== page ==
Mar 31, 2013
    Jose M. Alonso
    Alex, I hardly print, to be frank!
  8. josema

    josema TalkEmount Regular

    Mar 31, 2013
    Jose M. Alonso
    You mentioned it, the sensor. And I'm a lazy LR kind of guy ;)
  9. Nexnut

    Nexnut TalkEmount Top Veteran

    Capture One might be your best bet for Fuji files but still X-Trans has its own inherent issues and some of them have repeatedly driven me nuts. I'm just back from a little walk with my NEX and I couldn't have gotten those results from the Fuji - mission impossible with that sensor. Where the Fuji shines is with people shots and low light stuff - even more so with all the fast, great glass. That's why it's still here and no A7II.

    Me too, there simply isn't a better platform for my trusty legacy glass.

    I've become a lazy rawtherapee guy lately since I get much better details than from LR but both suck big time when it comes to demosaicing X-Trans RAFs, especially for large prints. As I've said many folks seem to be happy with the X-Trans jpgs but I don't care about them too much - to keep it mildly ;).
    • Funny Funny x 1
  10. Jefenator

    Jefenator TalkEmount Top Veteran Subscribing Member

    Nov 23, 2012
    Oregon, USA
    All compelling systems, really.
    For your stated purposes, IMHO APS-C does check a bunch of boxes. IQ would be snugly between M43 and FF but the price and size points can be pretty compelling.
    I'm a big A7 fan but that's for adapted legacy lenses and the FE primes - the FE24-70 does not strike me as being one of those lenses worth buying in to a whole new system for. (But as always YMMV.) Unless you have fairly specific resolution and/or shallow DoF requirements, FF could be a rather expensive and bulky exercise in overkill.
    I'd honestly probably stick with the Sony APS-C e-mount. (So the 10-18 corners stink, wide open - how are they at f/8?) IME any system's results are only as good as the focus and AF is said to be a real forte for the A6000/A6300. (After being there & doing that with Canon's 15-85 I'm personally not terribly attracted to any of the modern slow-ish 24-## equivalent zooms. I wouldn't mind trying the new FE GM 24-70 2.8 but that is of course a whole different kettle of fish...)
    • Like Like x 1
  11. pbizarro

    pbizarro Guest

    Unless you have very specific needs (e.g. shooting really long exposures, think several minutes), m43 will suit you fine, and offers a lot more choice in terms of different budgets.
  12. mattia

    mattia TalkEmount Regular

    Dec 13, 2013
    I shoot both systems:
    - A7r for landscape/primes usage (mostly the 16-35, 55/1.8 and CV 35/1.2)
    - mu43 for general purpose and telephoto

    The A7r with the 16-35 weighs more or less the same as my E-M1/12-40, and is about the same size; The E-M1 is by far the more refined product (better/faster AF, snappier interface, better handling, better IS, same quality EVF), and has a better lens lineup than NEX does, but the files and resolution on the A7r make it a compelling choice for landscape and situations with high dynamic range, thanks to files that are very forgiving of pushing and pulling, compared with mu43. Long exposures are also better on the A7r by a fair margin. Despite the slight 'clunkiness' (which the A7rII appears to have fixed in almost every area that matters, but at a very steep price), it's the camera I find myself reaching for more frequently for normal and landscape shooting.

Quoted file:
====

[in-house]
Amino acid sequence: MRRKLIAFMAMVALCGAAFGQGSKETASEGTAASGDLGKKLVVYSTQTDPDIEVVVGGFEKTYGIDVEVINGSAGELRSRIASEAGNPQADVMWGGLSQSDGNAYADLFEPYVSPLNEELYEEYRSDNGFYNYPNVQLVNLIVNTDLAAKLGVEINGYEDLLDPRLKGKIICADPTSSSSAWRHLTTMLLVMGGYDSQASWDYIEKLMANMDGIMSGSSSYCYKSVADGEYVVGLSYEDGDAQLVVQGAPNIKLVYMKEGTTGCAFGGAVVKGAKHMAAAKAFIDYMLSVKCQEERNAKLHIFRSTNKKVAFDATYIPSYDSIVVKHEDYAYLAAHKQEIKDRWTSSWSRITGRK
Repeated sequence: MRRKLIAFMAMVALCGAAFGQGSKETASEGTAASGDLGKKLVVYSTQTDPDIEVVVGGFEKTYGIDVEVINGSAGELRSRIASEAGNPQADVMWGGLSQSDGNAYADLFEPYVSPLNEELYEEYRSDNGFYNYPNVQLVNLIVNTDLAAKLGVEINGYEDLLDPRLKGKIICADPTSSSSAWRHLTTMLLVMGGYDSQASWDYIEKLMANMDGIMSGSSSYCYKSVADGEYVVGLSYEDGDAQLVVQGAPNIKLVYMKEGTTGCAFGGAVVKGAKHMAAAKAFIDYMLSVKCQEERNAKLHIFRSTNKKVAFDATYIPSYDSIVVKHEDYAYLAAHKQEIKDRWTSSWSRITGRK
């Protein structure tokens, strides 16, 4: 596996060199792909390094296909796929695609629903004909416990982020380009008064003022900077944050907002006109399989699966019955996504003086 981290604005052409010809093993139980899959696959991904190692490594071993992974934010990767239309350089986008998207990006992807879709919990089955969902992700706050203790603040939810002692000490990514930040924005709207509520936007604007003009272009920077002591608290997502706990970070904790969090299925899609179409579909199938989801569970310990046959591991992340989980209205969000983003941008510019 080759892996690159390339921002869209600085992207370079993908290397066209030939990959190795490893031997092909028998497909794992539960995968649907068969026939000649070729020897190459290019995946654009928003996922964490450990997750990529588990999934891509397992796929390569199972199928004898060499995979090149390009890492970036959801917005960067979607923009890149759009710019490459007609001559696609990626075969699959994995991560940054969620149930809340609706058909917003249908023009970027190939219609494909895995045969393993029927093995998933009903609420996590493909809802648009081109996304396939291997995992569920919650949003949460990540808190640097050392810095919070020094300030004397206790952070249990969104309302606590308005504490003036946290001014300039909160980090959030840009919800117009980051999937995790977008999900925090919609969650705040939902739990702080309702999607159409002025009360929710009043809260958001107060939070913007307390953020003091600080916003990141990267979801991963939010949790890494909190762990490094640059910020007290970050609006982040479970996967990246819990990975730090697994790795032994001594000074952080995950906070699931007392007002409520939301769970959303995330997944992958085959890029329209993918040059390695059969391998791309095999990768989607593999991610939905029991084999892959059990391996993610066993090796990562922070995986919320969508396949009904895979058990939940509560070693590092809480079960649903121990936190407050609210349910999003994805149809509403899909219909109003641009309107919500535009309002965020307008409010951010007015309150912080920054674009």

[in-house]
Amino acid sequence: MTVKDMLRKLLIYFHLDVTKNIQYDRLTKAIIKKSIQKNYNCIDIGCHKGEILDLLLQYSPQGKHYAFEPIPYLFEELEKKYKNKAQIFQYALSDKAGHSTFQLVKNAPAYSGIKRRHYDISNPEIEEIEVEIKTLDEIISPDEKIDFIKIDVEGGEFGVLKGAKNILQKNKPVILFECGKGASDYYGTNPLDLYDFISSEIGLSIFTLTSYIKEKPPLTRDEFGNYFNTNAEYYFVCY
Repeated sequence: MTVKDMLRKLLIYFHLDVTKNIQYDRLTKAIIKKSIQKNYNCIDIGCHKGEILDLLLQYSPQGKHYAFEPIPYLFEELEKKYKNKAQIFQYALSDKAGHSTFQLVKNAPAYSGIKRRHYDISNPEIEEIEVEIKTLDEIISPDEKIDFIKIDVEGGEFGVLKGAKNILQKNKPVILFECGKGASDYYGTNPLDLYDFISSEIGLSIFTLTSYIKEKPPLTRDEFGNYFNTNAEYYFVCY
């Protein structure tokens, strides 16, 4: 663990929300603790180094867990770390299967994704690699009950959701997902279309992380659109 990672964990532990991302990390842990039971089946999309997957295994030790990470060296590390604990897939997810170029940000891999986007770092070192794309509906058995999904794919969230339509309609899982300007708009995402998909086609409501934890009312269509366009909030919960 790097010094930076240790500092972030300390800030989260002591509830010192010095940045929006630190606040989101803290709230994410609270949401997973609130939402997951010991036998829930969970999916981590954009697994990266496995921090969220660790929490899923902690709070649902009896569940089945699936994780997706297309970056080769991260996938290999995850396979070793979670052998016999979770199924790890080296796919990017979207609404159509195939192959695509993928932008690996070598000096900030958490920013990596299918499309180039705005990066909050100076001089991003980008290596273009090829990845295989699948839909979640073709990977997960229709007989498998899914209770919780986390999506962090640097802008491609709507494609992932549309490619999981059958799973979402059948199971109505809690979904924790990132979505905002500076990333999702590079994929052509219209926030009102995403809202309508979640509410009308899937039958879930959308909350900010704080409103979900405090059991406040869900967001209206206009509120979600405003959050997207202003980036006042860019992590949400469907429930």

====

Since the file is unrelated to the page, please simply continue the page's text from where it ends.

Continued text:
However, the E-M1's files are still prefectly lovely for landscape given the right conditions, and it's got a heck of a lens lineup to choose from. I think I'll stick with two systems for the foreseeable future, primarily because of the quality of the telephoto options (and affordability/relative compactness thereof - the 50-200 SWD and 150/2.0 which I got at good prices have no real equal in E-mount, but are only really usable on the E-M1; light gathering capability of FF equivalent 300/2.0, 420/2.8 or 600/4.0 lenses (in terms of shutter speed) combined with great IBIS can be quite compelling if you're willing to work with the quirks). Best of both worlds, and the 12-40 is just so good that I can't see myself bothering with the 24-70/4.0, and the 2.8 G lens is a) way too expensive and b) way too big and heavy for me to consider.

    If you just shoot landscape and informal gatherings, the FF A7 series can be a great system, albeit one where I would use a prime lens for low light situations. But MFT is often my go-to for low light informal shooting precisely because it has great IBIS (most low light scenes I shoot don't require super high shutter speeds), it has more depth of field at any given aperture (which isn't a disadvantage), has better AF in poor light than the A7r (by a fair margin), and some excellent normal zooms (I've owned the 12-35 panny and the 12-40 Oly since the former was stolen, would probably buy the panasonic again if the 12-40 was stolen because it's slightly smaller and balances better, although the close focus ability on the 12-40 is fantastic). I don't think you'll give up a lot in terms of IQ going from APS-C NEX to MFT, and you may gain quite a bit in terms of available high quality glass.

    So...long story short: no clear-cut answer, and a lot depends on budget. You've already got a good, lightweight ultrawide setup for landscape (where fast aperture is a non-issue), which you say is your primary interest. Why not just add a fast prime (Sony Zeiss 24 or Sigma 30/1.4) to the A6000 and be done with it? Or is the 'need' for a standard zoom really so great?
    • Informative Informative x 1
  13. josema